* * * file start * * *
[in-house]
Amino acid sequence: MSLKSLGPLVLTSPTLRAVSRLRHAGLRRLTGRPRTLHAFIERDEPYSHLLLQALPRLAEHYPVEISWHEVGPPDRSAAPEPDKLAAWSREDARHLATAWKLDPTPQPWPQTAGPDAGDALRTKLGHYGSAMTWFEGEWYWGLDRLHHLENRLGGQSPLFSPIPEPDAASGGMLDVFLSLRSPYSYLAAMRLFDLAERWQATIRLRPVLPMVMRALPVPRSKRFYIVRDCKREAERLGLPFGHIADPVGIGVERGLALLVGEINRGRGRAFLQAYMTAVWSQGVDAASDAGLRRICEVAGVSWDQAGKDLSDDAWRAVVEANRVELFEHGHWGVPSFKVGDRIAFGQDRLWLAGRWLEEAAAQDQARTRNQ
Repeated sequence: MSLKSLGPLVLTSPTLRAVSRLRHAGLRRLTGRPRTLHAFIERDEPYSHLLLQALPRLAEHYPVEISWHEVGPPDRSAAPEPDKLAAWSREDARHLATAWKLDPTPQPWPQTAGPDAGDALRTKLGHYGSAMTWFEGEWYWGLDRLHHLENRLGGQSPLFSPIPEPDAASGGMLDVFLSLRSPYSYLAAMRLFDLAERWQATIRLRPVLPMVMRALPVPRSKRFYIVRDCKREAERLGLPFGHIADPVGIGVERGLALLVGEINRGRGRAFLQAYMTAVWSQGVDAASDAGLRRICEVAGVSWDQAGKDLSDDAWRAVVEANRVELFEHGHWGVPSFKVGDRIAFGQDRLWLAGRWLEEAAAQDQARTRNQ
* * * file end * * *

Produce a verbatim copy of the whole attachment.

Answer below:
[in-house]
Amino acid sequence: MSLKSLGPLVLTSPTLRAVSRLRHAGLRRLTGRPRTLHAFIERDEPYSHLLLQALPRLAEHYPVEISWHEVGPPDRSAAPEPDKLAAWSREDARHLATAWKLDPTPQPWPQTAGPDAGDALRTKLGHYGSAMTWFEGEWYWGLDRLHHLENRLGGQSPLFSPIPEPDAASGGMLDVFLSLRSPYSYLAAMRLFDLAERWQATIRLRPVLPMVMRALPVPRSKRFYIVRDCKREAERLGLPFGHIADPVGIGVERGLALLVGEINRGRGRAFLQAYMTAVWSQGVDAASDAGLRRICEVAGVSWDQAGKDLSDDAWRAVVEANRVELFEHGHWGVPSFKVGDRIAFGQDRLWLAGRWLEEAAAQDQARTRNQ
Repeated sequence: MSLKSLGPLVLTSPTLRAVSRLRHAGLRRLTGRPRTLHAFIERDEPYSHLLLQALPRLAEHYPVEISWHEVGPPDRSAAPEPDKLAAWSREDARHLATAWKLDPTPQPWPQTAGPDAGDALRTKLGHYGSAMTWFEGEWYWGLDRLHHLENRLGGQSPLFSPIPEPDAASGGMLDVFLSLRSPYSYLAAMRLFDLAERWQATIRLRPVLPMVMRALPVPRSKRFYIVRDCKREAERLGLPFGHIADPVGIGVERGLALLVGEINRGRGRAFLQAYMTAVWSQGVDAASDAGLRRICEVAGVSWDQAGKDLSDDAWRAVVEANRVELFEHGHWGVPSFKVGDRIAFGQDRLWLAGRWLEEAAAQDQARTRNQ